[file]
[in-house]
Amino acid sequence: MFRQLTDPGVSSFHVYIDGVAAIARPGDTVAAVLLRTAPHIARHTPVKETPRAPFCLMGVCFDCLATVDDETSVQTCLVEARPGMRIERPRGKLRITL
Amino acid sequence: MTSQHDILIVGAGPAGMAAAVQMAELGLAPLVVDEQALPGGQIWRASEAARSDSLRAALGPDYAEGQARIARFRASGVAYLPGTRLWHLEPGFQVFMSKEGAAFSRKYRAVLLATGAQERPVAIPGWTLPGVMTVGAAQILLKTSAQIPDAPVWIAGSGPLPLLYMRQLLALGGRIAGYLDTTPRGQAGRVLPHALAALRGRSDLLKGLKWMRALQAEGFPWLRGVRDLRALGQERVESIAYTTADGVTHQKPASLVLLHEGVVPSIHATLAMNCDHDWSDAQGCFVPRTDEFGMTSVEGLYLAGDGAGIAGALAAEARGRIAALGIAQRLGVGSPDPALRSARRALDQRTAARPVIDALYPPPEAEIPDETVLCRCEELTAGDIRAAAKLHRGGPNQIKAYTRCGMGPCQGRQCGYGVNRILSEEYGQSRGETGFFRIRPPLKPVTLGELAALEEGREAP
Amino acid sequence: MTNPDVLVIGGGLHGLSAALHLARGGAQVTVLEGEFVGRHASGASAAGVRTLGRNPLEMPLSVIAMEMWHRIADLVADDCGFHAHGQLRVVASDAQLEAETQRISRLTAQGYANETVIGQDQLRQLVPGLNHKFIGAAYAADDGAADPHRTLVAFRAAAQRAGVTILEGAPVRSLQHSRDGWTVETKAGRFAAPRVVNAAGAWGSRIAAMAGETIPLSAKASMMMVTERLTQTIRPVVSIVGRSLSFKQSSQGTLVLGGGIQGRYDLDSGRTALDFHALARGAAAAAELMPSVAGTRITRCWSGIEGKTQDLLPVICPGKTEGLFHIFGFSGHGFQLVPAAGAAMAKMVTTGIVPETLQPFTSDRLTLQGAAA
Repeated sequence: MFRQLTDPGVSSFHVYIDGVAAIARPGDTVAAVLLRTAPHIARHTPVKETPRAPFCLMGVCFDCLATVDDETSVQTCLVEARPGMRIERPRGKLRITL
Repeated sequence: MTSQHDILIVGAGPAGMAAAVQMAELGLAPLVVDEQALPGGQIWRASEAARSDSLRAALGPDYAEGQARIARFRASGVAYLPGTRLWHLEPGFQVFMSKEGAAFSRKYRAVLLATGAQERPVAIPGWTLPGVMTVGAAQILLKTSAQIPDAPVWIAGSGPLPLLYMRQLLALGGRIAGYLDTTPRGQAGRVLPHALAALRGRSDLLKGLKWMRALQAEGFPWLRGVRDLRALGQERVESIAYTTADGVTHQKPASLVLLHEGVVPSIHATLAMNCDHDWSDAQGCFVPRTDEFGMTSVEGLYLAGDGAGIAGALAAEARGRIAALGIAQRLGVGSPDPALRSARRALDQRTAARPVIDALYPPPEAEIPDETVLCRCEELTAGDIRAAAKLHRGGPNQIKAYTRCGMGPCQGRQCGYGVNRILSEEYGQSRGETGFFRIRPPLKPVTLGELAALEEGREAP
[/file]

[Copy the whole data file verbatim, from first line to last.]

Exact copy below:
[in-house]
Amino acid sequence: MFRQLTDPGVSSFHVYIDGVAAIARPGDTVAAVLLRTAPHIARHTPVKETPRAPFCLMGVCFDCLATVDDETSVQTCLVEARPGMRIERPRGKLRITL
Amino acid sequence: MTSQHDILIVGAGPAGMAAAVQMAELGLAPLVVDEQALPGGQIWRASEAARSDSLRAALGPDYAEGQARIARFRASGVAYLPGTRLWHLEPGFQVFMSKEGAAFSRKYRAVLLATGAQERPVAIPGWTLPGVMTVGAAQILLKTSAQIPDAPVWIAGSGPLPLLYMRQLLALGGRIAGYLDTTPRGQAGRVLPHALAALRGRSDLLKGLKWMRALQAEGFPWLRGVRDLRALGQERVESIAYTTADGVTHQKPASLVLLHEGVVPSIHATLAMNCDHDWSDAQGCFVPRTDEFGMTSVEGLYLAGDGAGIAGALAAEARGRIAALGIAQRLGVGSPDPALRSARRALDQRTAARPVIDALYPPPEAEIPDETVLCRCEELTAGDIRAAAKLHRGGPNQIKAYTRCGMGPCQGRQCGYGVNRILSEEYGQSRGETGFFRIRPPLKPVTLGELAALEEGREAP
Amino acid sequence: MTNPDVLVIGGGLHGLSAALHLARGGAQVTVLEGEFVGRHASGASAAGVRTLGRNPLEMPLSVIAMEMWHRIADLVADDCGFHAHGQLRVVASDAQLEAETQRISRLTAQGYANETVIGQDQLRQLVPGLNHKFIGAAYAADDGAADPHRTLVAFRAAAQRAGVTILEGAPVRSLQHSRDGWTVETKAGRFAAPRVVNAAGAWGSRIAAMAGETIPLSAKASMMMVTERLTQTIRPVVSIVGRSLSFKQSSQGTLVLGGGIQGRYDLDSGRTALDFHALARGAAAAAELMPSVAGTRITRCWSGIEGKTQDLLPVICPGKTEGLFHIFGFSGHGFQLVPAAGAAMAKMVTTGIVPETLQPFTSDRLTLQGAAA
Repeated sequence: MFRQLTDPGVSSFHVYIDGVAAIARPGDTVAAVLLRTAPHIARHTPVKETPRAPFCLMGVCFDCLATVDDETSVQTCLVEARPGMRIERPRGKLRITL
Repeated sequence: MTSQHDILIVGAGPAGMAAAVQMAELGLAPLVVDEQALPGGQIWRASEAARSDSLRAALGPDYAEGQARIARFRASGVAYLPGTRLWHLEPGFQVFMSKEGAAFSRKYRAVLLATGAQERPVAIPGWTLPGVMTVGAAQILLKTSAQIPDAPVWIAGSGPLPLLYMRQLLALGGRIAGYLDTTPRGQAGRVLPHALAALRGRSDLLKGLKWMRALQAEGFPWLRGVRDLRALGQERVESIAYTTADGVTHQKPASLVLLHEGVVPSIHATLAMNCDHDWSDAQGCFVPRTDEFGMTSVEGLYLAGDGAGIAGALAAEARGRIAALGIAQRLGVGSPDPALRSARRALDQRTAARPVIDALYPPPEAEIPDETVLCRCEELTAGDIRAAAKLHRGGPNQIKAYTRCGMGPCQGRQCGYGVNRILSEEYGQSRGETGFFRIRPPLKPVTLGELAALEEGREAP